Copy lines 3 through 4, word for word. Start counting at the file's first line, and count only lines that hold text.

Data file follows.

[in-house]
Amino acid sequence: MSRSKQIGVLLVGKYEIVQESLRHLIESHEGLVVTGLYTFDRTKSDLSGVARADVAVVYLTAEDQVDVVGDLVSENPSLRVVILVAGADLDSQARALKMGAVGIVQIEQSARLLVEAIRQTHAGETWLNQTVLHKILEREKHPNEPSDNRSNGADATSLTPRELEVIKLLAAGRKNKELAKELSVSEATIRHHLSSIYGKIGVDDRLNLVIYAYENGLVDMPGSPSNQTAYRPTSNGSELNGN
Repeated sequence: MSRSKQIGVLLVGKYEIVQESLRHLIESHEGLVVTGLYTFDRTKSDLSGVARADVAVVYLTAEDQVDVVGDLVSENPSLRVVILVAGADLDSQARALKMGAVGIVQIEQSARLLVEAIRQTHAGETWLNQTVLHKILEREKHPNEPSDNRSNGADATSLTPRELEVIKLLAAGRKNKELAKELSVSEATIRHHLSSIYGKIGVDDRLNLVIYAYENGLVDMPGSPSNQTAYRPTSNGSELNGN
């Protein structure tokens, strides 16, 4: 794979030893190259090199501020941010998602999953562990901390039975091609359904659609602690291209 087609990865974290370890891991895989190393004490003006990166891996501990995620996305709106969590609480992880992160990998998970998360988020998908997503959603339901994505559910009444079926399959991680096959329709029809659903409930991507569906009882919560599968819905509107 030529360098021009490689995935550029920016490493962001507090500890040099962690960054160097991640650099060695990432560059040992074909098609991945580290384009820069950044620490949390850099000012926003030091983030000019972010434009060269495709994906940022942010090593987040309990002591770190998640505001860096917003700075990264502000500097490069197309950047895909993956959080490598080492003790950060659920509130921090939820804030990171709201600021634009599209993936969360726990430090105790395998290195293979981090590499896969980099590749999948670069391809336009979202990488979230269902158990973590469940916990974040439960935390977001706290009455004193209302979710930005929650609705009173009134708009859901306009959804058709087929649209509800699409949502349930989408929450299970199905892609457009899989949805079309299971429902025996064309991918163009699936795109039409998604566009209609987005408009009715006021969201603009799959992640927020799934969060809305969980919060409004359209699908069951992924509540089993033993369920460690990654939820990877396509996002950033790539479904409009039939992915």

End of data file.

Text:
Repeated sequence: MSRSKQIGVLLVGKYEIVQESLRHLIESHEGLVVTGLYTFDRTKSDLSGVARADVAVVYLTAEDQVDVVGDLVSENPSLRVVILVAGADLDSQARALKMGAVGIVQIEQSARLLVEAIRQTHAGETWLNQTVLHKILEREKHPNEPSDNRSNGADATSLTPRELEVIKLLAAGRKNKELAKELSVSEATIRHHLSSIYGKIGVDDRLNLVIYAYENGLVDMPGSPSNQTAYRPTSNGSELNGN
């Protein structure tokens, strides 16, 4: 794979030893190259090199501020941010998602999953562990901390039975091609359904659609602690291209 087609990865974290370890891991895989190393004490003006990166891996501990995620996305709106969590609480992880992160990998998970998360988020998908997503959603339901994505559910009444079926399959991680096959329709029809659903409930991507569906009882919560599968819905509107 030529360098021009490689995935550029920016490493962001507090500890040099962690960054160097991640650099060695990432560059040992074909098609991945580290384009820069950044620490949390850099000012926003030091983030000019972010434009060269495709994906940022942010090593987040309990002591770190998640505001860096917003700075990264502000500097490069197309950047895909993956959080490598080492003790950060659920509130921090939820804030990171709201600021634009599209993936969360726990430090105790395998290195293979981090590499896969980099590749999948670069391809336009979202990488979230269902158990973590469940916990974040439960935390977001706290009455004193209302979710930005929650609705009173009134708009859901306009959804058709087929649209509800699409949502349930989408929450299970199905892609457009899989949805079309299971429902025996064309991918163009699936795109039409998604566009209609987005408009009715006021969201603009799959992640927020799934969060809305969980919060409004359209699908069951992924509540089993033993369920460690990654939820990877396509996002950033790539479904409009039939992915």